Chris Grayling, the Shadow Home Secretary, writes:
Good Government is about achieving a sensible balance. We need to protect our society against those who would destroy it. But if we throw away the founding principles of a democratic state to do so, then we are doing the terrorists work for them. So I think that whenever we look at security issues, and potential new weapons for the fight against terror, we should ask one simple question – will this improve the protection of our citizens without undermining our core freedoms? Too often this Government has failed to find the right balance. Indeed, they seem to have lost any sense of proportion about the things that they are doing. The terrorist threat has become an excuse for introducing draconian new powers, and those powers have developed mission creep which means that the intrusion of the state seems to be spreading across our society.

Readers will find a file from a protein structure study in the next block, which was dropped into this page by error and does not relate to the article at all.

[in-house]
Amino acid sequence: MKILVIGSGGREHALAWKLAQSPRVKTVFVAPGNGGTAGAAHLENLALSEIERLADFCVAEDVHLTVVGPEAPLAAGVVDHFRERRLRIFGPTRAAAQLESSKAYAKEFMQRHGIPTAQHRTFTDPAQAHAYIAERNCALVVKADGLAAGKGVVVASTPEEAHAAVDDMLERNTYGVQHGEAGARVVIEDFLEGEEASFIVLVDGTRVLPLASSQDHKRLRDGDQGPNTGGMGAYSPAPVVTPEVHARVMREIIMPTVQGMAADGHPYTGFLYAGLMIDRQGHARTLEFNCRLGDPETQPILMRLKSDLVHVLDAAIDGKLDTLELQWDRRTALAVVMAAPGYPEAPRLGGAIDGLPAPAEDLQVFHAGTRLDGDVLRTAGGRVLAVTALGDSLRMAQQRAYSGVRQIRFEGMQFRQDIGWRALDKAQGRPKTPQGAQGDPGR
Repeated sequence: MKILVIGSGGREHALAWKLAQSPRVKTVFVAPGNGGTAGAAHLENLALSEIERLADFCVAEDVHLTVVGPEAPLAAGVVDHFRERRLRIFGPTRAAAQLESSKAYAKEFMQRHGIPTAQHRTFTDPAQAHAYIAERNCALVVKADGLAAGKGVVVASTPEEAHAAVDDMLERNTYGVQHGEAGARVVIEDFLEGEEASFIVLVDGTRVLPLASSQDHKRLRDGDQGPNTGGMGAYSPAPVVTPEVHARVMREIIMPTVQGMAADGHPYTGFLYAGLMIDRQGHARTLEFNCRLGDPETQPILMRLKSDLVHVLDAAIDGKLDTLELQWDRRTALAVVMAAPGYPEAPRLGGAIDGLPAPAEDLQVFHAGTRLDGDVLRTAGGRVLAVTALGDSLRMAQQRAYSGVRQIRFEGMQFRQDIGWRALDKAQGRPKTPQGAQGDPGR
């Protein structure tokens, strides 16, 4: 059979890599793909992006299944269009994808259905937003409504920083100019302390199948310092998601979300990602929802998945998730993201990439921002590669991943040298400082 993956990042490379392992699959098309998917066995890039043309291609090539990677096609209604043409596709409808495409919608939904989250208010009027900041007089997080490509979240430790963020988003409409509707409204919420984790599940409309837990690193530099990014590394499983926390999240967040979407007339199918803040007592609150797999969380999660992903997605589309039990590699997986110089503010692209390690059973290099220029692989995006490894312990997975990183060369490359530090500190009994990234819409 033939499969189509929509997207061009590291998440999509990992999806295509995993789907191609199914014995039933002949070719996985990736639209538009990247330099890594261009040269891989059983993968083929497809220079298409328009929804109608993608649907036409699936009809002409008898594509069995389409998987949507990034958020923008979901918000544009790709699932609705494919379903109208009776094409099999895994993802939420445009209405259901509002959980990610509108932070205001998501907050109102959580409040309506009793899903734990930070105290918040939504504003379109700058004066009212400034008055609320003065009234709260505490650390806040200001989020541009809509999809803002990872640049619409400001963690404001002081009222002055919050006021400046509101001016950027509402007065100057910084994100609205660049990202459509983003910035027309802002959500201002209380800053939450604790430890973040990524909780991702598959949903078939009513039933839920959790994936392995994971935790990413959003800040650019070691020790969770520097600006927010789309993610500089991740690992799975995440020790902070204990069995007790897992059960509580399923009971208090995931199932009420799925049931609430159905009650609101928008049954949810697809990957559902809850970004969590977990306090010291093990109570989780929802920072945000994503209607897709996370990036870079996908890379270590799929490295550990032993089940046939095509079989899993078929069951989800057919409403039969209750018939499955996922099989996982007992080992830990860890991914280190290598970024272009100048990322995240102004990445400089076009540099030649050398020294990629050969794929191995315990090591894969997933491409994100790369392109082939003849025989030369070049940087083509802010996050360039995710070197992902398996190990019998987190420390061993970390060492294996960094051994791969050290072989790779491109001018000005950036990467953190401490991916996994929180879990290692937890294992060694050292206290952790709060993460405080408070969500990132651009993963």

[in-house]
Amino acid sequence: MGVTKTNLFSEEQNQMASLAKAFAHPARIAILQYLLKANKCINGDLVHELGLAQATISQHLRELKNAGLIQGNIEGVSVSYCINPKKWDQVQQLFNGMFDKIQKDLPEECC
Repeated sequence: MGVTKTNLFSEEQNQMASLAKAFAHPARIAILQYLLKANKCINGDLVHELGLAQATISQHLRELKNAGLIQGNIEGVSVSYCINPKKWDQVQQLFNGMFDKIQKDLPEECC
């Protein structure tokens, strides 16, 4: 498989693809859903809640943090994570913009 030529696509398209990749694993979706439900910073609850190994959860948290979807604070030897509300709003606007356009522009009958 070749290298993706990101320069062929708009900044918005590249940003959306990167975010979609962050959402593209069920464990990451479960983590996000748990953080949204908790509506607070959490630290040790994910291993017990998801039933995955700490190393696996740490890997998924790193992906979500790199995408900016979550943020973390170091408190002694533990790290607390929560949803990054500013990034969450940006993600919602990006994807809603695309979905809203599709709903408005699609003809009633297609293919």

We will seek to restore that balance.
So we will continue with the introduction of biometric passports – but we will scrap the compulsory ID cards that this Government seems to determined to pursue.
We will retain the electronic systems that will record who enters and leaves our country – but we will end the situation where the Government plans to store full details of the holidays, companions and payment details of every citizen for a decade.
We will end the mission creep for anti-terror laws, and limit the use of surveillance powers to the investigation of serious crimes. There is no place for the use of intercept evidence in council tax enforcement.
And there will be no giant big brother databases established under a Conservative Government.
It really is time for a change.